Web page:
Resident Gives City Some Short-Term Suggestions
With only three roads in and out of Pacific Palisades (Temescal, Sunset and Chautauqua), local residents are continually frustrated when traffic backs up at Chautauqua and Pacific Coast Highway because of the intersection’s engineering.
Three lanes of West Channel Road dead end at PCH. Two are designated for right turns onto PCH, and the third lane (closest to the hillside) is a right-turn-only lane onto Chautauqua.
Drivers on Channel who want to enter PCH but are unfamiliar with this intersection sometimes find themselves in the far-right third lane, which leads uphill into the Palisades. Waiting at the signal, they refuse to turn up Chautauqua and instead put on a left-turn blinker and block the traffic in their lane.
On June 27 at the Community Council meeting, several audience members asked Councilman Mike Bonin if his office could somehow improve that intersection with better signage.
Bonin’s Field Deputy Lisa Cahill wrote a July 24 follow-up report to the PPCC regarding “Potential redesign of Chautauqua and PCH intersection.” She noted that “much of this is a state/Caltrans issue. The city has done a great deal on our end to improve the intersection. The Councilmember has asked that his Transportation Deputy, Eric Bruins, put together a task force to help ensure that these other agencies work together to find solutions.”
It didn’t take a task force to come up with a common-sense short-term solution, suggested by Palisadian Kathryn Waltzer.
Waltzer, who says she uses Chautauqua 200 times or more a year, wrote to Cahill: “I’m sure you’re aware of the right-turn-only lane misuse that locals must endure day in and day out here in the canyon. I’ve been studying the signage and I’ve come up with a plan.”
Waltzer noticed the signs facing westbound drivers on Channel Road are not placed in an optimal location. “Move the bigger three-directional sign to the east side of the apartment door and bougainvillea (which hides the sign). Then, the read-at-glance dedicated right-turn only sign will become visible to many more drivers (it is currently hidden behind the bigger sign).”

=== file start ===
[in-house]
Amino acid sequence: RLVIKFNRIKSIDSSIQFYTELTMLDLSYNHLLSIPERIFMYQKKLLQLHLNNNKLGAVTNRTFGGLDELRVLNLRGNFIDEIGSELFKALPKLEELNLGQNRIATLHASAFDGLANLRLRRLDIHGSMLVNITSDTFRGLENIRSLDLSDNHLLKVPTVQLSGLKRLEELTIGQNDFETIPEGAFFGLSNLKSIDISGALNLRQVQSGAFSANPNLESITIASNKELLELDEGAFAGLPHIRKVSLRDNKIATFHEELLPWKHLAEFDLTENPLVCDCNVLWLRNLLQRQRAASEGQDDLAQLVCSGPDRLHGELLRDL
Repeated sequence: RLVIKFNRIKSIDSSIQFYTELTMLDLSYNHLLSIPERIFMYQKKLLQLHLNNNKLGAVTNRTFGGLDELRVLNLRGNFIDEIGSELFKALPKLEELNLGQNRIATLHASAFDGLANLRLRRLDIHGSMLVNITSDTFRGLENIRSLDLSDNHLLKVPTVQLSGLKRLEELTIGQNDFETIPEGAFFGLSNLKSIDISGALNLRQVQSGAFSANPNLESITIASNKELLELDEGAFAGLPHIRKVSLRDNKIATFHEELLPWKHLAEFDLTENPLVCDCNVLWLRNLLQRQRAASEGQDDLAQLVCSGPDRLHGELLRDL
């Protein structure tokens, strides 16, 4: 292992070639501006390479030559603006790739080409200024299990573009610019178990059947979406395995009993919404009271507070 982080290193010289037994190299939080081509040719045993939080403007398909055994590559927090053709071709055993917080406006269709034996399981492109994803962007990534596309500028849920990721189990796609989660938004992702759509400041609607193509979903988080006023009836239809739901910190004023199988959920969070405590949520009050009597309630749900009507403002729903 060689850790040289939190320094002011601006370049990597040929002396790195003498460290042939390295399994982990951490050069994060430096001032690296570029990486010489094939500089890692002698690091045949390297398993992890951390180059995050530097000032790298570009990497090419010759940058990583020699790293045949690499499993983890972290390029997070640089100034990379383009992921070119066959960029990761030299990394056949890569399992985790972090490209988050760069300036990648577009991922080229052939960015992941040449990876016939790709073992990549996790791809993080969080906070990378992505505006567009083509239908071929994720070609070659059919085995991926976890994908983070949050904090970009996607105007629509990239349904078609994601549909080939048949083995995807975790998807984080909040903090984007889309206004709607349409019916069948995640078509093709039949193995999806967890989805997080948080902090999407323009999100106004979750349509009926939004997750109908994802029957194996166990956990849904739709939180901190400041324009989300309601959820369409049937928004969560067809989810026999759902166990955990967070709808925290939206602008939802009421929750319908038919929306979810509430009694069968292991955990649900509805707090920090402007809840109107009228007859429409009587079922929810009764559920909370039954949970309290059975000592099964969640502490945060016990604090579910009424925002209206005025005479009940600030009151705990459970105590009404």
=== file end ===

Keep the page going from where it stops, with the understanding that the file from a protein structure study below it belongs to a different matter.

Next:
She pointed out that the only other dedicated right-turn sign is between Café Delfini and East Rustic, which seems too far back from PCH to be effective, and she thought it would make more sense to reposition that sign.
Circling the News thought that Waltzer had found a good short-term solution and sent the ideas and photos to PPCC Chair George Wolfberg and Vice Chair David Card.
Card forwarded the recommendation to council member Patti Post, the group’s appointed transportation chair. “Maybe share this suggestion with the PCH Task Force and Councilman Bonin’s office,” Card wrote. “George says that he heard that Bonin and Eric Bruins are working on a plan for the intersection.”
Bruins, Bonin’s transportation chair, e-mailed Waltzer on September 13 and cc’d the PPCC executive board members.
“We will relay them (the suggestions) to the appropriate individuals at Caltrans and LADOT for their consideration. Our intent, which we communicated to Caltrans and LADOT, is that basic signage and striping maintenance and/or improvements be made in the immediately near term while we are still undergoing planning for longer term activities. These are definitely in the short-term bucket.”
CTN contacted Bruins on September 18 and asked if in addition to moving the signs on Channel, the letters PCH could be painted on the roadway by the white turn arrows and if in the third lane Chautauqua could be painted on the pavement.
Bruins responded the same day by email. “These ideas are all under consideration,” he said. “There has historically been hesitation to paint wayfinding markings on the pavement due to concerns about maintenance. We were able to overcome those concerns with the recent Highway 1 decal on Chautauqua. That installation is a pilot and we are looking for feedback from the community about how it can be improved.”